Maintenance project improves road safety

SANRAL took ownership of the R67 from Grahamstown to Queenstown after it was declared a national road in 2012. 

Thirty (30) SMMEs worked on the project and a total of 369 jobs were created. 

Periodic maintenance on the R67 between Fort Beaufort and Seymour in the Eastern Cape is improving road safety for pedestrians and motorists.  

The 14-month road maintenance project by the South African National Roads Agency (SOC) Limited (SANRAL), valued at R151-million, which commenced last year, is helping to create safer travel experiences for motorists. 

This road connects the towns of Fort Beaufort and Seymour and is a vital link between Fort Beaufort and Queenstown. 

Mbulelo Peterson, SANRAL Southern Region Manager, said: “The installation of guard rails in the high fills as well as the construction of the Baddafort intersection has helped to improve the safety of the road. The stretch of the road was also fenced to prevent animals from crossing the road. This has made a significant change and has helped reduce the number of accidents on the road.” 

SANRAL took ownership of the R67, from Grahamstown to Queenstown, after it was declared a national road in 2012. As part of its mandate, SANRAL is responsible for maintaining this important road. 

The average daily traffic on this road ranges from between approximately 600 and 700 vehicles per day in both the North and South directions, while the average percentage of heavy vehicles using this road is around 12.8%.  

This means that approximately 89 trucks use the road in each direction every day. 

SMMEs benefit 

Thirty (30) SMMEs worked on the project and a total of 369 jobs were created. 

“This was regarded as one of the most important road development projects in the area over the last three years since it created job opportunities for 369 people from the local communities,” Peterson said.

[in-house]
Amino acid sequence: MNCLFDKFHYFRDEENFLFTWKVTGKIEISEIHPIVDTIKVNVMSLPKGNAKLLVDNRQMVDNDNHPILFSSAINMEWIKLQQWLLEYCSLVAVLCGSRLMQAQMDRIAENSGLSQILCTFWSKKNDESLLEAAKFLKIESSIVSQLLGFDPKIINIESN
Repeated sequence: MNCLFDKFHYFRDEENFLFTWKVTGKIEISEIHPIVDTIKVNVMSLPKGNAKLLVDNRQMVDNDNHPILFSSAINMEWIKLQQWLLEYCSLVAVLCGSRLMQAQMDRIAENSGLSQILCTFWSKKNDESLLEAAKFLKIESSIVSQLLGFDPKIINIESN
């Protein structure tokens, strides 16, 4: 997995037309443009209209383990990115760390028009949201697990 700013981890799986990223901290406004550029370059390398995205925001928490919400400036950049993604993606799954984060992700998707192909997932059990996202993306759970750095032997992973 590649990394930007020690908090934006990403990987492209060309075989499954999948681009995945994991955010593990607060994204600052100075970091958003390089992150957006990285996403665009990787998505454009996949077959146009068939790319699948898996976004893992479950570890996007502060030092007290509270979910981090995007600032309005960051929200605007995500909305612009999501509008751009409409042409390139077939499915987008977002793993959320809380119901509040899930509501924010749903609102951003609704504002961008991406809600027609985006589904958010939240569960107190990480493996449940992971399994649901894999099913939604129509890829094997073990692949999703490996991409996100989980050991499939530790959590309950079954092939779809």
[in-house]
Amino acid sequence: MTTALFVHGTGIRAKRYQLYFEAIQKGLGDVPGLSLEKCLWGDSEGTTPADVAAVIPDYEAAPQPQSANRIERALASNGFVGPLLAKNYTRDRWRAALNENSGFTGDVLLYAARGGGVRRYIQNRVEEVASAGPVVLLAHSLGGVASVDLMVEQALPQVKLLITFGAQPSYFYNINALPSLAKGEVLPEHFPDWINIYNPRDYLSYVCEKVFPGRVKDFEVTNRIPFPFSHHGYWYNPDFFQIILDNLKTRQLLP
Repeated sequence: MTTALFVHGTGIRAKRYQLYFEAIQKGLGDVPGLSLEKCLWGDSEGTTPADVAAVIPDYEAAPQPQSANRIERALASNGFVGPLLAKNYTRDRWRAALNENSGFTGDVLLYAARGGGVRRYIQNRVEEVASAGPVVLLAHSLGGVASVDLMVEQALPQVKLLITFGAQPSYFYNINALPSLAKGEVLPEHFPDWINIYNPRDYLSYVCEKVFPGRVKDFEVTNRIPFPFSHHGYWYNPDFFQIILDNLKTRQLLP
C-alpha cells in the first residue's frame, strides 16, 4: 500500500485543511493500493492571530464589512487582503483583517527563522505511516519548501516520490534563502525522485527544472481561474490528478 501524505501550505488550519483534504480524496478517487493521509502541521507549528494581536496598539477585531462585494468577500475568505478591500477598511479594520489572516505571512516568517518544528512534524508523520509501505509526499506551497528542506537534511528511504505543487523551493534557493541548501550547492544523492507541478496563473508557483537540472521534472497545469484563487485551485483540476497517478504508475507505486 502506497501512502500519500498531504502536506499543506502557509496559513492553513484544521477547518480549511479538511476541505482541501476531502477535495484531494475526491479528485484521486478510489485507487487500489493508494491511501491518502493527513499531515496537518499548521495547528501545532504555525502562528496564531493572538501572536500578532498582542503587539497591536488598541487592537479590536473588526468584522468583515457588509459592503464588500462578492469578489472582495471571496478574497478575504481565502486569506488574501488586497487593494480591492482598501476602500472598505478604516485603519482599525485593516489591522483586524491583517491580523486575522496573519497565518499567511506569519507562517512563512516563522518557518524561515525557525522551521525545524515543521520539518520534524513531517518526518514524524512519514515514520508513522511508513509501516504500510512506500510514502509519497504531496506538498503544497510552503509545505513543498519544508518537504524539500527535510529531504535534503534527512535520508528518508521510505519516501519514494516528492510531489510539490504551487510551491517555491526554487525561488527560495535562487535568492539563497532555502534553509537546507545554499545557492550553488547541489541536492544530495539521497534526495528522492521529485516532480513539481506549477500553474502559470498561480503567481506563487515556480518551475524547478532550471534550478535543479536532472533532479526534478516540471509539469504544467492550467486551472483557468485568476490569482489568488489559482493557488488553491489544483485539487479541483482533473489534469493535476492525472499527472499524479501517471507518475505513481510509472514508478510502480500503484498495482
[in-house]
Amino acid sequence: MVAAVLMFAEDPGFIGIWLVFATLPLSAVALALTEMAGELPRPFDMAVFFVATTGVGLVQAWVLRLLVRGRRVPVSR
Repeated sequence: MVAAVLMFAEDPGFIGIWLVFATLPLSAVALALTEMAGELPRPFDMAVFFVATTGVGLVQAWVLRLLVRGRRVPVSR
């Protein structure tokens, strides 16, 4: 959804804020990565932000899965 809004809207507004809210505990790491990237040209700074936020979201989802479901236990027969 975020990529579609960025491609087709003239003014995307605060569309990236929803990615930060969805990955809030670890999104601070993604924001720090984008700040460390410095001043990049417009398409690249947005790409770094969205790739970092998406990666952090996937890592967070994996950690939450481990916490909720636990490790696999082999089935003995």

Nomfundo Maneli, a Seymour resident and worker at Zubra Cleaning Services and General Training said her role in the project was to erect fencing.  

She worked on the project for two months and during that period she had hoped to increase her CIDB rating to Level Two.  

“We received training on safety and security before we started with the project, and the training taught me things that I thought I would never know,” Maneli said. 

Lwando Solani, who lives in Seymour and is a construction worker at Solenzo Trading and Projects CC, worked on this project for three months.  

Before working on the project, he received one-week training on the installation of guard rails.  

“Since the maintenance I am happy to say that the road is now safe for pedestrians and motorists to use,” Solani said. After completing the project Solani’s CIDB Level 2 increased to CIDB Level 3. 

Nolady Booi, the managing director at Azakhiwe Trading Enterprise and resident of Seymour, was responsible for stone pitching.  

“We did the stone pitching in such a way that no water can come through,” Booi said. She worked on the project for two months thereafter her CIDB Level increased to Level 2. 

Project scope 

  • Texture slurry from km 0.2 to km 40.8, both left-and-right-hand side. 
  • Scattered asphalt patching along the length of road up to km 40.8 
  • Rut filling on certain sections for ruts measured to be more than 20mm. 
  • Milling the last 1.2 km 180mm asphalt and base stockpiled to be re-used and 150 mm to in situ carted to spoil. The subbase was replaced by recycled stockpiled material. Imported G2 Base with a cape seal black top. 
  • Identified Targeted Enterprise works included: fencing, stone pitch, subsoil drains, concrete lined drains, gabions, concrete edge beams, kerbing and paving, bus bay platforms and construction of guardrails. 
  • Re-Sealing 40.8km of the road where 23km was a triple seal and the rest double. 

Training and development 

Target Enterprises (TEs) or Small Medium Micro Enterprises (SMME’s) who participated on this project had to be registered with the Construction Industry Development Board (CIDB). 

They were given tender training, which was specific to their respective packages such as construction of stone pitching, installation of guard rails, erection of fencing and gabions.  

This training included a five-day intervention on Tendering for Construction Contracts and two extra days were provided for SMMEs that required additional assistance.  

“As a requirement for this project, it was important that tenderers were familiar with the specification that relates to the transformation of the construction industry and adhered to the policies of Reconstruction and Development programmes and other similar Government initiatives,” Peterson said. 

The Target Enterprise Management Team provided guidance and mentoring to the prospective tenders and an accredited training service provider was organised to provide the necessary training.  

SAQA accredited competency certificates and attendance certificates were awarded to the SMMEs. 

Practical training was also organised for Targeted Enterprises (TEs). This included a two-day theory training and three-day practical skills training.  

The training was for fencing, guardrails, gabion and stone pitching. All participants of the trainings attended that were deemed competent received SAQA accredited certificates.